Now consider what happens as a gas sphere radiates energy into space. This energy comes from the motions of individual atoms, which slow down. As they slow down, they no longer have the speeds needed to stay in orbit, so they fall inward toward the center -- in other words, the sphere contracts. This contraction releases gravitational energy, and by the time pressure balance is restored the atoms are moving faster than they were before.

Question 10.2

Consider a gas sphere sitting quietly in pressure balance, and suppose we add energy to it (for example, by exposing it to a sudden blast of intense radiation). In response, the sphere will change its radius and temperature, and find a new balance. Will the sphere

  1. contract, and heat up?
  2. expand, and heat up?
  3. contract, and cool down?
  4. expand, and cool down?

(Hint: ignore for the moment the gradual escape of radiation which normally takes place.)

Question 10.2

Consider a gas sphere sitting quietly in pressure balance, and suppose we add energy to it (for example, by exposing it to a sudden blast of intense radiation). In response, the sphere will change its radius and temperature, and find a new balance. Will the sphere

  1. contract, and heat up?
  2. expand, and heat up?
  3. contract, and cool down?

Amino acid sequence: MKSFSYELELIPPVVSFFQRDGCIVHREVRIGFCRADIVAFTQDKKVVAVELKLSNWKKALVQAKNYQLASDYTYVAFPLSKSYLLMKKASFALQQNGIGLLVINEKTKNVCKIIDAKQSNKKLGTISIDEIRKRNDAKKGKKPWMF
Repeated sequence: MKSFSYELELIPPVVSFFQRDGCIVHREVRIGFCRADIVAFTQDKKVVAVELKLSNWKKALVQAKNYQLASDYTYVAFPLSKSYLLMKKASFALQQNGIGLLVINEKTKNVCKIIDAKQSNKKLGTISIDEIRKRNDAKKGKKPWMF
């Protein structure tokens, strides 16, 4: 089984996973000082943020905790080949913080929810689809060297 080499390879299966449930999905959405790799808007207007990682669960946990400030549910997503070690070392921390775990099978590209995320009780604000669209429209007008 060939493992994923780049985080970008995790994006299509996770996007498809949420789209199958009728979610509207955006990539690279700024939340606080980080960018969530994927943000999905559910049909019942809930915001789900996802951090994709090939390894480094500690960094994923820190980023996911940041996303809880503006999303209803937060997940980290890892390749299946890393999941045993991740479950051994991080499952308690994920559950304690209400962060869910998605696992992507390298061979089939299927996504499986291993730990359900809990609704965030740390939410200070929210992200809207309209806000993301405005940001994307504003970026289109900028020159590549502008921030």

4. expand, and cool down?  ←  Correct!

(Hint: ignore for the moment the gradual escape of radiation which normally takes place.)

Orbital Speeds

Let's work out the speed of a circular orbit of radius R about the Sun. Using Kepler's third law, the orbit's period P is:

P = √(R 3 yr2AU3) .

The orbit is a circle, so the distance traveled in one orbital period is the circumference C = 2πR. Speed is distance divided by time, or

v  =  C 

 =  R 

√(R 3 yr2AU3)

 AU ⁄ yr .

If we set R = 1 AU, we get v = 6.28 AU ⁄ yr = 30 km ⁄ sec, which is the Earth's orbital speed around the Sun. The key point, however, is that orbital speed is inversely proportional to the square root of the radius:

v  ∝  1 


Radius & Temperature

We can use the equation just derived to work out the speed of an orbit which just skims the surface of the Sun; seting R = 0.0047 AU, which is the Sun's radius, we get

v = 92 AU ⁄ yr = 440 km ⁄ sec .

A gas of hydrogen atoms moving with this speed turns out to have a temperature

T = 1.1×107 K .

Recall that the Sun's core temperature T = 1.5×107 K; our simple calculation yields a pretty good guess for the average temperature within the Sun!

More generally, the temperature of a gas is proportional to the square of the atomic speeds; combining this fact with our previous result on the relationship between speed and radius, we have

T  ∝  v 2   ∝  1 



Within a giant molecular cloud there are thousands of small blobs of higher-density gas. If the density is high enough, the self-gravity of a blob may overcome the turbulent motion of the gas and compress it even further, and a protostar is born.

The formation of a protostar involves two distinct phases: collapse and contraction.

  Dark globules in IC 2944